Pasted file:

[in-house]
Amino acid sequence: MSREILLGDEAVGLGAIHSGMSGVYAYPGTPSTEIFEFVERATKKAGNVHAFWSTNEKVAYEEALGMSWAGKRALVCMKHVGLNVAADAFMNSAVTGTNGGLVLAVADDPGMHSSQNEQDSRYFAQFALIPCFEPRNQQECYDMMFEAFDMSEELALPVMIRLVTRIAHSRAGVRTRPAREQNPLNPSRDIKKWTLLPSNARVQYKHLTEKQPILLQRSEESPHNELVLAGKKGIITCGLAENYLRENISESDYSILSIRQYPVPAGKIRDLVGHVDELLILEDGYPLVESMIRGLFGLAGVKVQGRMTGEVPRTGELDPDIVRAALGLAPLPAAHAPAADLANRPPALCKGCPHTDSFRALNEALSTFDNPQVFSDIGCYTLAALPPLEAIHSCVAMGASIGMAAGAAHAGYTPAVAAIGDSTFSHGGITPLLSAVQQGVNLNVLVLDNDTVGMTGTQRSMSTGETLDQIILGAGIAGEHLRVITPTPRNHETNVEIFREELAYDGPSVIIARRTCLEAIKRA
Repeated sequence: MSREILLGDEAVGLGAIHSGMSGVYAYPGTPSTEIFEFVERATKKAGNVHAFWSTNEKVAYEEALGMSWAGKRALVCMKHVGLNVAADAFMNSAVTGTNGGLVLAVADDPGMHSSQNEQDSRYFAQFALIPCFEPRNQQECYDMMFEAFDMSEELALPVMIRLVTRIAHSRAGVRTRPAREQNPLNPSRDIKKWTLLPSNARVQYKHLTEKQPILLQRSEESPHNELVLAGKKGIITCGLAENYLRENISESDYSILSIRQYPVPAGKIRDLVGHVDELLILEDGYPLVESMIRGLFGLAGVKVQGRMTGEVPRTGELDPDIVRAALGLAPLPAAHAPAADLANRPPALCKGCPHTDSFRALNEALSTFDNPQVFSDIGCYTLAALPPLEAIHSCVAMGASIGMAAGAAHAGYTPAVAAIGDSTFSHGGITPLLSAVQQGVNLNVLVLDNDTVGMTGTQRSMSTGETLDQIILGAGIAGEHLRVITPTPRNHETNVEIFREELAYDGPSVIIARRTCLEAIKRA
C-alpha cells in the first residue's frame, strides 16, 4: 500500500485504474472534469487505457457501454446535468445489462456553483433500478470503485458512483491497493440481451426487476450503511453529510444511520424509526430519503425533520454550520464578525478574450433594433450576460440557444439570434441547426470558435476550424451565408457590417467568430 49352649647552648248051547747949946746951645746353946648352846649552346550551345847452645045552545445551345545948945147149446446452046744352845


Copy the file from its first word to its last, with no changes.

[in-house]
Amino acid sequence: MSREILLGDEAVGLGAIHSGMSGVYAYPGTPSTEIFEFVERATKKAGNVHAFWSTNEKVAYEEALGMSWAGKRALVCMKHVGLNVAADAFMNSAVTGTNGGLVLAVADDPGMHSSQNEQDSRYFAQFALIPCFEPRNQQECYDMMFEAFDMSEELALPVMIRLVTRIAHSRAGVRTRPAREQNPLNPSRDIKKWTLLPSNARVQYKHLTEKQPILLQRSEESPHNELVLAGKKGIITCGLAENYLRENISESDYSILSIRQYPVPAGKIRDLVGHVDELLILEDGYPLVESMIRGLFGLAGVKVQGRMTGEVPRTGELDPDIVRAALGLAPLPAAHAPAADLANRPPALCKGCPHTDSFRALNEALSTFDNPQVFSDIGCYTLAALPPLEAIHSCVAMGASIGMAAGAAHAGYTPAVAAIGDSTFSHGGITPLLSAVQQGVNLNVLVLDNDTVGMTGTQRSMSTGETLDQIILGAGIAGEHLRVITPTPRNHETNVEIFREELAYDGPSVIIARRTCLEAIKRA
Repeated sequence: MSREILLGDEAVGLGAIHSGMSGVYAYPGTPSTEIFEFVERATKKAGNVHAFWSTNEKVAYEEALGMSWAGKRALVCMKHVGLNVAADAFMNSAVTGTNGGLVLAVADDPGMHSSQNEQDSRYFAQFALIPCFEPRNQQECYDMMFEAFDMSEELALPVMIRLVTRIAHSRAGVRTRPAREQNPLNPSRDIKKWTLLPSNARVQYKHLTEKQPILLQRSEESPHNELVLAGKKGIITCGLAENYLRENISESDYSILSIRQYPVPAGKIRDLVGHVDELLILEDGYPLVESMIRGLFGLAGVKVQGRMTGEVPRTGELDPDIVRAALGLAPLPAAHAPAADLANRPPALCKGCPHTDSFRALNEALSTFDNPQVFSDIGCYTLAALPPLEAIHSCVAMGASIGMAAGAAHAGYTPAVAAIGDSTFSHGGITPLLSAVQQGVNLNVLVLDNDTVGMTGTQRSMSTGETLDQIILGAGIAGEHLRVITPTPRNHETNVEIFREELAYDGPSVIIARRTCLEAIKRA
C-alpha cells in the first residue's frame, strides 16, 4: 500500500485504474472534469487505457457501454446535468445489462456553483433500478470503485458512483491497493440481451426487476450503511453529510444511520424509526430519503425533520454550520464578525478574450433594433450576460440557444439570434441547426470558435476550424451565408457590417467568430 49352649647552648248051547747949946746951645746353946648352846649552346550551345847452645045552545445551345545948945147149446446452046744352845